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Vice President’s Liberal Arts Journey Comes Full Circle  

Julie Schuldner Headshot 288“My dad, a certified public accountant, was adamant that I major in the liberal arts,” recalls history alumna Julie Schuldner ’92. “He just felt like you would be exposed to so many different subjects and that it would help you decide what you wanted your career path to be. He insisted. I’m glad he did.”

Currently the vice president of development and communications for Alzheimer’s New Jersey, which provides support groups, a help line and educational programs to families affected by the disease, Schuldner has her hands full with her day-to-day responsibilities, which put into practice the critical thinking skills typically associated with a liberal arts degree. On the communications side, she manages all of their marketing, public relations and social media outreach. When the organization officially became its own entity in 2015, having separated from the Alzheimer’s Association, she along with the CEO spearheaded its rebranding which involved a new logo, tagline and marketing materials and, more importantly, an effort to redefine themselves within the state of New Jersey. “It was almost like leading a start-up,” says Schuldner. “It was a great opportunity. You don’t normally get to do that in your career.”

On the development side, Schuldner works with a staff of six to raise money through memorial and tribute donations, annual appeals, grants and corporate funders. But the organization’s largest fundraising effort of the year is its Walk to Fight Alzheimer’s. Drawing about 5,000 total participants every year, these walks take place each fall in various parts of the state: Point Pleasant Beach in September, and Princeton, Paramus and Jersey City in October. Says Schuldner: “The walks not only raise money for our mission but also raise awareness about the disease. And it’s a great opportunity for families and friends to come together to honor those who are suffering. There’s a feel-good atmosphere that develops when you’re interacting with people you can relate to.”

Julie Schuldner receives an award.Making a difference in the lives of others isn’t unfamiliar to Schuldner. Currently the chair of the Not-for-Profit Roundtable of the Morris County Chamber of Commerce, volunteering has been an integral part of her life ever since she was young. “That’s actually one of the reasons I chose Seton Hall. I think my volunteering background helped me fit in with the culture here. I made friends and felt like I was where I was supposed to be,” says Schuldner. She graduated and went on to earn her M.B.A. in Health Administration, working as a senior consultant before making the decision to become a stay-at-home mother. But the desire to servant lead only became stronger as she raised her children, and she continued to involve herself in volunteering, teaching and community outreach for non-profits on a part-time basis. “It’s important to teach my kids that it’s not necessarily about how much money you make, but about being good people who contribute to positive things. At the end of the day, I just want them to be happy and to feel like they’ve been the best people they can be,” says Schuldner.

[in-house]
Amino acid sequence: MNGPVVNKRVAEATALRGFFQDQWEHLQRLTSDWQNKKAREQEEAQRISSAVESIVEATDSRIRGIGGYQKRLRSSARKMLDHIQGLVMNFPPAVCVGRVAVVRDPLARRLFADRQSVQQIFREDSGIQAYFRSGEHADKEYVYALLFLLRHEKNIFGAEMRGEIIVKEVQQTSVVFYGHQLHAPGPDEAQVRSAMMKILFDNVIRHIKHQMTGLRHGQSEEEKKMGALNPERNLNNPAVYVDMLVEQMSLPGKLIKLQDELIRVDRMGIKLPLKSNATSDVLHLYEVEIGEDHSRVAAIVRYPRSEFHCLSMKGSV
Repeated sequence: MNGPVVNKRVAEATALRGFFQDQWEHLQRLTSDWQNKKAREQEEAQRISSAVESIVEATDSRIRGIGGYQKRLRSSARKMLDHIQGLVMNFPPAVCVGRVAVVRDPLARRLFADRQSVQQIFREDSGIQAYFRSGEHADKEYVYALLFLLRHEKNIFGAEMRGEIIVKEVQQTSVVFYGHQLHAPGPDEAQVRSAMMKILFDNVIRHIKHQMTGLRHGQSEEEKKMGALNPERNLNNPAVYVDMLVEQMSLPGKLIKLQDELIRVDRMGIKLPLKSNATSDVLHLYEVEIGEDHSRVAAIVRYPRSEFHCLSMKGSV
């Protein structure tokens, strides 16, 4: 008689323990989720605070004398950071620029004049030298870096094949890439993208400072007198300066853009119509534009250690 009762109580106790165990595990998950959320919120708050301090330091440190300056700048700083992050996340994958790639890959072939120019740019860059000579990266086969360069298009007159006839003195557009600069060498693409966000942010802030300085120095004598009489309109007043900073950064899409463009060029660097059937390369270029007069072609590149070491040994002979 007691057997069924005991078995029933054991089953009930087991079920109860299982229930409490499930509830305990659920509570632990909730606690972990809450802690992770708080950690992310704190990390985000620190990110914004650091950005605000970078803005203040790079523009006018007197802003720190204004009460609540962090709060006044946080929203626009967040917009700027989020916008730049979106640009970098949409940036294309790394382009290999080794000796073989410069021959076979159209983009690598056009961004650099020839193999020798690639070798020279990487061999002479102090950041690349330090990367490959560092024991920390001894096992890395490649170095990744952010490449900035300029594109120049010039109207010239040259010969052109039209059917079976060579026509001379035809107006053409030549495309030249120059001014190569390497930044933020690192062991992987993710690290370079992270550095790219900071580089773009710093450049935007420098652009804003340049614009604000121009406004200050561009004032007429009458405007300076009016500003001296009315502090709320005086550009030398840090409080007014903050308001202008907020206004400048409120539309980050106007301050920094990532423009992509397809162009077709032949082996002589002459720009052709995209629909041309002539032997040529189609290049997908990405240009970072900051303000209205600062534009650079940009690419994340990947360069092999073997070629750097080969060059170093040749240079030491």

"I’ve really been able to apply my writing, research and public speaking skills to every job I’ve had."

In 2011, Schuldner reentered the workforce full time as the executive director of Family Promise of Sussex County, an emergency shelter program for homeless families. “I really got to see firsthand the successes of our efforts there,” she recalls. “I got to interact directly with the people we were working to help, and it was really rewarding to get notes from them thanking us for what we’ve done.” She joined Alzheimer’s New Jersey three years later but is still a part of the Family Promise community as both a volunteer and a board member.

Looking back at all she has accomplished, Schuldner greatly values the strong liberal arts foundation upon which her career was built. “I’ve really been able to apply my writing, research and public speaking skills to every job I’ve had,” she reflects. “My brother also majored in history, and he’s now an attorney. Being a history major was great because we both found it interesting, so we were able to gain those skills while being engaged in a topic we liked.” And being a history major at Seton Hall, specifically, has enriched her life in other ways. “It’s fun to go to all the games and continue to stay involved. You always see someone you know. It still has that small community feel even post-graduation. And if I ever did want to move on from my current position, one of the first things I would do is look to the Seton Hall network through LinkedIn, for example, and use that as a starting point. There are so many other Seton Hall graduates, especially here in the state.”

"It’s really the soft skills that you need to get you further in life...and ultimately develop a good career."

But for now, Schuldner is focusing on her son, who recently graduated from high school and plans to follow his mother’s advice, just as she did with her own father, and major in the liberal arts. “My husband and I have been telling him that it’s really the soft skills that you need to get you further in life and help you sell yourself, speak in front of a group, interact effectively with people and ultimately develop a good career,” she says. “It’s hard at 18 to know what you want your career path to be. Liberal arts is a good place to start and to help you narrow down what you see yourself doing. It’ll give you that foundation.”

Categories: Alumni , Arts and Culture

For more information, please contact:

  • Christine Aromando
  • (973) 378-9840
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